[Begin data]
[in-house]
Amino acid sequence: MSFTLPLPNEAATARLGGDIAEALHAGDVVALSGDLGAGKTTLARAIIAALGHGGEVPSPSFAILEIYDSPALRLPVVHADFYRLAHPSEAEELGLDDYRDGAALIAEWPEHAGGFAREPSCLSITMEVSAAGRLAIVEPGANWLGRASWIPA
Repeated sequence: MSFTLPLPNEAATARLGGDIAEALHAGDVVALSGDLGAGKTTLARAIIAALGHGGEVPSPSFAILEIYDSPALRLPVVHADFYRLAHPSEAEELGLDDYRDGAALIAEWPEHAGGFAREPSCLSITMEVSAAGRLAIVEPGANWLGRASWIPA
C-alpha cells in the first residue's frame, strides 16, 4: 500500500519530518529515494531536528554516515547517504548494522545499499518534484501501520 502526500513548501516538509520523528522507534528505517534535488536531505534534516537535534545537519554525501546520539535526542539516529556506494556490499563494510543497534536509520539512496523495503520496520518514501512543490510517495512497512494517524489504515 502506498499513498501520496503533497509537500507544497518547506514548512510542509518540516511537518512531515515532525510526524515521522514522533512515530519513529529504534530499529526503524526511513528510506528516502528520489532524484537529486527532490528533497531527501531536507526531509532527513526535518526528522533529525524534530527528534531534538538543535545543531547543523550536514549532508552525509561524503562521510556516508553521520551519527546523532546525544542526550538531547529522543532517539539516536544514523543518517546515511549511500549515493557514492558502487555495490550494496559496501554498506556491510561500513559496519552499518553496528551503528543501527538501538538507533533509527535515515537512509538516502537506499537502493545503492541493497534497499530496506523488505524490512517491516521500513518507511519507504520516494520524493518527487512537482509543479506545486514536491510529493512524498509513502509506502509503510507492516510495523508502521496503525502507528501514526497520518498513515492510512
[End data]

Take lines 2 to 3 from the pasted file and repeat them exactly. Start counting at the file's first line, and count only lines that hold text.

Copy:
Amino acid sequence: MSFTLPLPNEAATARLGGDIAEALHAGDVVALSGDLGAGKTTLARAIIAALGHGGEVPSPSFAILEIYDSPALRLPVVHADFYRLAHPSEAEELGLDDYRDGAALIAEWPEHAGGFAREPSCLSITMEVSAAGRLAIVEPGANWLGRASWIPA
Repeated sequence: MSFTLPLPNEAATARLGGDIAEALHAGDVVALSGDLGAGKTTLARAIIAALGHGGEVPSPSFAILEIYDSPALRLPVVHADFYRLAHPSEAEELGLDDYRDGAALIAEWPEHAGGFAREPSCLSITMEVSAAGRLAIVEPGANWLGRASWIPA